• the contract may not be subordinated to the granting of consent and may not attach negative or positive consequences to the obtaining of consent (this is a guarantee for the voluntary nature of consent, in accordance with the GDPR);
  • the institution must take measures to ensure the protection of the data, including the appointment of a Data Protection Officer (whose identity must also be communicated to the services of the National Register and not only to the data protection authority);
  • the institution must draw up a reference directory of all data subjects who have agreed to the communication by the National Register of modified information; and
  • data must be destroyed/deleted immediately upon termination of the contract (including information concerning the data subject in the reference directory) and the termination of the contractual relationship must be communicated to the services of the National Register.

Possible processing of the NRN without authorisation of the Minister of the Interior 

Article 8 of the ANR states that the Minister of the Interior can grant authorisation to process the NRN in a limited number of cases (the same cases as mentioned in Article 5 ANR).

In the past, private undertakings seldom qualified for such authorisation. Article 8 ANR provides however for some new exceptions, so that companies no longer need an authorisation:

  • when reading an electronic identity card for Belgians or a foreigner's card or when receiving an electronic signature certificate or an electronic authentication certificate. The access to the NRN is not in and of itself considered as a use of the number in that case;
  • when the NRN is used exclusively for the purpose of identification and authentication of a natural person within the framework of an information application offered by an undertaking under Belgian law. A foreign undertaking can now request an authorisation for this use (which was not possible before because such grounds were not mentioned in Article 5 ANR); and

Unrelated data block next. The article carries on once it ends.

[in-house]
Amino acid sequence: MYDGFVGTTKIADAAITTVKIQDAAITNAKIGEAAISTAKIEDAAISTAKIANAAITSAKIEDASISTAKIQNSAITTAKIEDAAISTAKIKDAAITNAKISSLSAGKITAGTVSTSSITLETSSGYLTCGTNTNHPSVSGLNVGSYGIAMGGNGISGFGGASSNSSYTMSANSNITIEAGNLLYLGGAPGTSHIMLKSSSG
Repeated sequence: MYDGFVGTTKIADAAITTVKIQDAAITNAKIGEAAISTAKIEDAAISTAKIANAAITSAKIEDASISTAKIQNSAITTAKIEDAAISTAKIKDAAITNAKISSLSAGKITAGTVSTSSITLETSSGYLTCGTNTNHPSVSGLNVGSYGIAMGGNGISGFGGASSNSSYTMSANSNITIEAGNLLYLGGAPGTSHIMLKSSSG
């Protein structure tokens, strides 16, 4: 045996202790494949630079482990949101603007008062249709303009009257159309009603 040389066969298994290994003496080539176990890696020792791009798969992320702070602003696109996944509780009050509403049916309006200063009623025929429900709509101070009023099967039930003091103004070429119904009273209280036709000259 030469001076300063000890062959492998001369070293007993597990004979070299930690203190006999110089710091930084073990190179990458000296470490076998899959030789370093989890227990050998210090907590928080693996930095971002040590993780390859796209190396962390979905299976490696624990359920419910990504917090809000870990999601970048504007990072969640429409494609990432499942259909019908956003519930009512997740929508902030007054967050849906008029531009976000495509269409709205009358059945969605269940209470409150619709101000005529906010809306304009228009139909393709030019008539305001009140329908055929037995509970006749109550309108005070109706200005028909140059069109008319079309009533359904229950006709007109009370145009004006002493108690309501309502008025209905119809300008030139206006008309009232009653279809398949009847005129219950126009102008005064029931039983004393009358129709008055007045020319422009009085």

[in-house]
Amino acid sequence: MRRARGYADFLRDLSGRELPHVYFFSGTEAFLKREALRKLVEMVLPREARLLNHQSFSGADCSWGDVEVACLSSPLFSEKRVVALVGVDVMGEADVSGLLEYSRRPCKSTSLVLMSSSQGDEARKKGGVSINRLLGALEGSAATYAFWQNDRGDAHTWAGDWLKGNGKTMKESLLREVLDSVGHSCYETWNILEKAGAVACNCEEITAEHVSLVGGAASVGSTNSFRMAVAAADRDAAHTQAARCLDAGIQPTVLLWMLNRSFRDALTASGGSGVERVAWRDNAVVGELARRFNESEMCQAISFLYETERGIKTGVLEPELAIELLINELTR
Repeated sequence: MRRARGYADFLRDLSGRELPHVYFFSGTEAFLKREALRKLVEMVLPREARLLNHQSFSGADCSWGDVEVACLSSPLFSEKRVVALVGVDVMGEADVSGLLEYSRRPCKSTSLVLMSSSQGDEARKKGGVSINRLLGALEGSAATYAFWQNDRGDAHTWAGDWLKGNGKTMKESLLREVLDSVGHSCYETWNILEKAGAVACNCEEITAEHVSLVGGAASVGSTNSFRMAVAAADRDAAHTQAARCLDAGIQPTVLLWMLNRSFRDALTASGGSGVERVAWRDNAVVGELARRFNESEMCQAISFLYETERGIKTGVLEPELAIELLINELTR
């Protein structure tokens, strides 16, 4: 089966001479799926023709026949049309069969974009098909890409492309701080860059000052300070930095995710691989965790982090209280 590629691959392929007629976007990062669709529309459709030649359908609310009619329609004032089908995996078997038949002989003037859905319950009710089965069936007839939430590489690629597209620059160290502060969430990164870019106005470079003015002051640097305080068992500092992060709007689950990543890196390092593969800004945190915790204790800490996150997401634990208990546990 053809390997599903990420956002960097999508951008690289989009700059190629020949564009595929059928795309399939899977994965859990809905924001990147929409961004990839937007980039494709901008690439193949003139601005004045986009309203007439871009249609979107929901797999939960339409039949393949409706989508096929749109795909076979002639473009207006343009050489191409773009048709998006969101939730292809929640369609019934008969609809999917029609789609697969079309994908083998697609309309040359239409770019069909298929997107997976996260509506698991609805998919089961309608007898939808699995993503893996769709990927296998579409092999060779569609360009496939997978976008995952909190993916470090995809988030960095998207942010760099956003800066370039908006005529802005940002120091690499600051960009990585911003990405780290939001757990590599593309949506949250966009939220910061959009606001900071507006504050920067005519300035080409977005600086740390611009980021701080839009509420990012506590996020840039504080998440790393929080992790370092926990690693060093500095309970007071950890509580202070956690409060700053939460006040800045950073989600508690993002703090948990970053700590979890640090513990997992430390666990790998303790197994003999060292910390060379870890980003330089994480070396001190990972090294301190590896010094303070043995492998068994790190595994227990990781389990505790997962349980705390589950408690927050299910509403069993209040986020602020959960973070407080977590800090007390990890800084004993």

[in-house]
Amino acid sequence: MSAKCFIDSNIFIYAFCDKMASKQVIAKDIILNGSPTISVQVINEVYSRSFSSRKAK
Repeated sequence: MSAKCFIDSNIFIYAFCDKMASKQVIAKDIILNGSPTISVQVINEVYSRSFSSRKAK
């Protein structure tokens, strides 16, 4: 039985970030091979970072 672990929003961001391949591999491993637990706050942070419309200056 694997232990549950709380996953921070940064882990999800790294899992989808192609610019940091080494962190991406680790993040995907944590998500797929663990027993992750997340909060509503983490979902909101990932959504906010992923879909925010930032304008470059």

• when they are authorised to receive information regarding changes to data relating to the name, principal place of residence or decease of a data subject, as set out above. They may do so exclusively in the context of relations with the services of the National Register in order to communicate the data changes.

To ensure that the NRN is solely used for the exceptions expressly provided for by Article 8 of the ANR, rules are imposed with regard to the mandatory use of an encrypted conversion table, which establishes a link between the NRN and an identification number of the institution. The conversion table may only be used in the context of these exceptions.

Next steps?

The new law opens up important opportunities for the administrative simplification of relations between citizens and businesses. However, the impact is slowed down by restrictive requirements, such as the requirement for an explicit consent of the data subject and the requirement of a contractual relationship between him/her and the undertaking.

If your company complies with the above requirements and would like to have access to the National Register, it is time to draft a new consent form and to obtain a valid consent from the data subjects concerned.

Olivia Santantonio • +32 2 787 90 07 • olivia.santantonio@lydian.be

Ruben Van Breugel • +32 2 787 90 32 • ruben.vanbreugel@lydian.be